When you’re divorced, is re-marriage necessary to teach your children about healthy relationships?
Marriage is a contract – much like one with your cell phone company. But what if we treated it more like the contract that it is?
Out of the frozen battleground of divorce, détente and a revitalized friendship emerged between my ex-wife and me, thanks to Max the cat.
Doug Ziegler credits who he is, as a man and a father, to both his father and his stepfather. Now he’s committed to being the best dad and stepdad he can be.
A divorced woman joins her partner to attend a party of surprisingly welcoming married couples. The experience gets her thinking about social expectations.
Great sex is not about size, stamina, or technique
Dewaine Farria struggles with how to raise a secular child in a world that bombards them with religious messages.
Looking for a way to keep the kids active and away from the TV screen this summer? Tom Sturges has a few tips for parents.
“When men are unaware of their gender privilege, boundary violations occur,” writes psychologist Sandy Peace.
Leo Babauta has a simple trick to combat procrastination, and he’s sharing it with the rest of us.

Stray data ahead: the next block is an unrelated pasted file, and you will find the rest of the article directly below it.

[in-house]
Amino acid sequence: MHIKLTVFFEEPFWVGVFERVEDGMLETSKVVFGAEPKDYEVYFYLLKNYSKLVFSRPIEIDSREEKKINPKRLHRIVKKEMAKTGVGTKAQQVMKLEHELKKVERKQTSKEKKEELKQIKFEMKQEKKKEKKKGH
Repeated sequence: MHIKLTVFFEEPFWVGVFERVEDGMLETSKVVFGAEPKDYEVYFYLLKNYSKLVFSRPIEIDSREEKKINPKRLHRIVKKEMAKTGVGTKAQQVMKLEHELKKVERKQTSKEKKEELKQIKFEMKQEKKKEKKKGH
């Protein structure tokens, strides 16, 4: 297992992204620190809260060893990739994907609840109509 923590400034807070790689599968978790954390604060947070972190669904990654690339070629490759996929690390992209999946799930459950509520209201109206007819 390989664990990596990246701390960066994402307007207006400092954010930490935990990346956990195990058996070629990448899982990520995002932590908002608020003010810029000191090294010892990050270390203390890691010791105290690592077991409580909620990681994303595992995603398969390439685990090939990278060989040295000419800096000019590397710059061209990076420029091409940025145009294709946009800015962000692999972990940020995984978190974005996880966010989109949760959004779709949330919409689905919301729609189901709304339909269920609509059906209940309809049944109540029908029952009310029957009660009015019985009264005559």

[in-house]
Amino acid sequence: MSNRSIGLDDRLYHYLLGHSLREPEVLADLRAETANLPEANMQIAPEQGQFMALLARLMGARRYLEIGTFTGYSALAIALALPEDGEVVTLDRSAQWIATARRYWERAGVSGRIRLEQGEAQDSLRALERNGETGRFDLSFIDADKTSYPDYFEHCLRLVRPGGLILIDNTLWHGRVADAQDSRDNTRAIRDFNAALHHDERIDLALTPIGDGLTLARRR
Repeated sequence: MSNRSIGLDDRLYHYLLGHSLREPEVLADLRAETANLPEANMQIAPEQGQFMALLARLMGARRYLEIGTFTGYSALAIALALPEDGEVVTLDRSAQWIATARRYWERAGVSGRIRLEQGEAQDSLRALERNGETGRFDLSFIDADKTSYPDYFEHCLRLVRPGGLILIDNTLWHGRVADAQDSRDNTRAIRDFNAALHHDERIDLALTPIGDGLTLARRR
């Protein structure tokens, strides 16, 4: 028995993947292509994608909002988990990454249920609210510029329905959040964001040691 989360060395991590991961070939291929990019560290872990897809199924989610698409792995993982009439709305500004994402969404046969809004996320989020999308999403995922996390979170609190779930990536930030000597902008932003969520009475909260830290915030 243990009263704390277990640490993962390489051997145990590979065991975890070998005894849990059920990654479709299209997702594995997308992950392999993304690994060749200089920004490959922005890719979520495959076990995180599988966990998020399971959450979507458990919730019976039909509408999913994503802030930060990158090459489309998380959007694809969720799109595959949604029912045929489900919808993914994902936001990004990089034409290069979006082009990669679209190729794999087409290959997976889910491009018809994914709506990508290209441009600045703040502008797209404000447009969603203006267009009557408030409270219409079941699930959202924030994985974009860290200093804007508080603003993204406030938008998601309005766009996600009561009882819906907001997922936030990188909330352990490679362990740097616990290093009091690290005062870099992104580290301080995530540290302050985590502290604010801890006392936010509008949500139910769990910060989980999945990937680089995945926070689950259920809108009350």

While no child is perfect, there is much to learn when it comes to interacting with others and negotiating ongoing and important relationships.
When a story takes hold of, transports, and truly transforms us, it’s more than the power of connection at work. It’s seeing ourselves in the face of another.
Donald D’Haene looks at gay pride celebrations from two very different points of view.
Stephen Smith excused the abuser and blamed the victim. His attitude is not helpful.
How Nate Bagley discovered that love is not a weakness.
Marc Hudson, the director of 100 conversations, talks about about men, fatherhood, divorce, and custody.
Eating disorders are on the rise in teenage boys, and parents need to rethink how we talk to our boys about their bodies. Anne Theriault offers 24 helpful ideas.
Charles Orlando calls out the folks who say that some guys are just born cheaters who can’t help themselves.
Thomas Fiffer shares a single, simple pitfall that happy people avoid.
Bob Marrow could not talk about his son’s death for 25 years.